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My 1 ft bin is full and its difficult to tumble or churn. I need one more bin or an empty container where I can take the whole thing out and add some dry/brown stuff. However along with not-able-to-tumble my problem is that the volume would increase. I can use 2 bins, what when it both gets full? Something struck me now - maybe I should carry the existing bin to hometown and bury it in Dad's yard. We visit them once in 2 months for sure and we can pick them up when its done!

 

Worms: Yes, I need them. But worms might be hard to find in Chennai (not in the rain map of India) just by digging leave alone red composting ones which camaroon mentions. Maybe I can travel to Kerala - dig up a feet there, take all the worms drive to Dad's place across the border, give him some, further drive to the east coast and use them in a bigger bin. However, how can I transport worms? Camaroon: How did you get it from Porur to Velachery? Dont they wriggle out of the box?

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camaroon123
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July 4, 2011 - 7:30 pm

1 feet bin is probably too small for composting and should not be more than 3/4 full. I have two earth pots stacked on top of each other where one of them is about 3 weeks old and another with recent trash. I also seperate based on what can be fed to the worms and those that cannot. The worms are fed with 1 week's old trash. For composting I recommend starting with only vegetables. If successful then add fruits. Then proceed to startchy items. The last one(especially cooked rice) will most proabably end up with a stinky bin. Vegetables and to some extent fruits are safe bets.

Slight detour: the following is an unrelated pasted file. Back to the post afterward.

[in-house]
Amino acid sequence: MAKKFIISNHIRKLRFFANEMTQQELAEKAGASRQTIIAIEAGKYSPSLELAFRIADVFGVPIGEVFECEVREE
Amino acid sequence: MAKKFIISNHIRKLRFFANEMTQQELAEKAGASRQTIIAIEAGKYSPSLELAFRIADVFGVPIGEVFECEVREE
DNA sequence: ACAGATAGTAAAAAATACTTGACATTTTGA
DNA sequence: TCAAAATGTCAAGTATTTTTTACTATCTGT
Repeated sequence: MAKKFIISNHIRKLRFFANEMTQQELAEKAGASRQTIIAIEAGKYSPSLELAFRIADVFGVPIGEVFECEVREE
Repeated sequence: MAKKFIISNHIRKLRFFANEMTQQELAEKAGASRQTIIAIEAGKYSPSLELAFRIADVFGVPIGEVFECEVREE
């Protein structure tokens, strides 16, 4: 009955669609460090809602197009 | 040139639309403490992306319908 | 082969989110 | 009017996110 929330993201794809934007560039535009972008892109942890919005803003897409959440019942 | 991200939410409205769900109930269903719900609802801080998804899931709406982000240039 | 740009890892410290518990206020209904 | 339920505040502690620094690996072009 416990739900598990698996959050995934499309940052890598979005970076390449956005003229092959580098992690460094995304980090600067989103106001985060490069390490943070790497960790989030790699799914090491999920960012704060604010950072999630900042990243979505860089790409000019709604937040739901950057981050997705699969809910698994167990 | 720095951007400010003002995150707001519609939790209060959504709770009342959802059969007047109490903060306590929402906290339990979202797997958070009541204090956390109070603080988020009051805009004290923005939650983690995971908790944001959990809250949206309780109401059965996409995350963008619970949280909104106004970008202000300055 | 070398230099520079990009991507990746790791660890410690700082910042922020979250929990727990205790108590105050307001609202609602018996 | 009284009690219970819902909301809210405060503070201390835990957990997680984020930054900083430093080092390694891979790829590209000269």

I used to do vermicomosting in a tall plastic bin. For some reason the evnrionment was not good and worms starting moving out of the bin in large numbers. I transferred all the worms to another bin. My mom filled the entire one with neem leaves which are in abundance near my house. After 4 months it turned to black compost. I emptied this during the weekend and I found earthworms in the bottom of the pile. They must have hatched from the cocoons in previous bin. Looks like they do survive extreme conditions.

 

Regarding transporting worms, they are always packed with a lot of compost. Worms are sensitive to sunlight and burrow when exposed to light. They were put in regular plastic bag and did not wiggle out. I did this because for my first composting experiment I had brought worms from my native place, travelling around 400kms ~ 7 hours in my car. That is nothing compared to the porur trip.

 

I will try to post pictures of my composting experiment with the worms( if everyone can handle worm pictures) probably next week.